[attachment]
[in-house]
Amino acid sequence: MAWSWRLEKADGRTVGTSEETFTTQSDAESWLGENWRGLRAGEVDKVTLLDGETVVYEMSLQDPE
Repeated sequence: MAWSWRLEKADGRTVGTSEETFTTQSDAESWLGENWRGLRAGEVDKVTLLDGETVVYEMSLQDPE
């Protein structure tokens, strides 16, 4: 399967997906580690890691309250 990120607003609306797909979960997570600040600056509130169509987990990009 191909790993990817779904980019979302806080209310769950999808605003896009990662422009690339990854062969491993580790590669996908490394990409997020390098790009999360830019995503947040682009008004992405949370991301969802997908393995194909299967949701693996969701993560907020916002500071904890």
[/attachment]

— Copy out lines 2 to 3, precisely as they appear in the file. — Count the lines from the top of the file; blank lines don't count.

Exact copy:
Amino acid sequence: MAWSWRLEKADGRTVGTSEETFTTQSDAESWLGENWRGLRAGEVDKVTLLDGETVVYEMSLQDPE
Repeated sequence: MAWSWRLEKADGRTVGTSEETFTTQSDAESWLGENWRGLRAGEVDKVTLLDGETVVYEMSLQDPE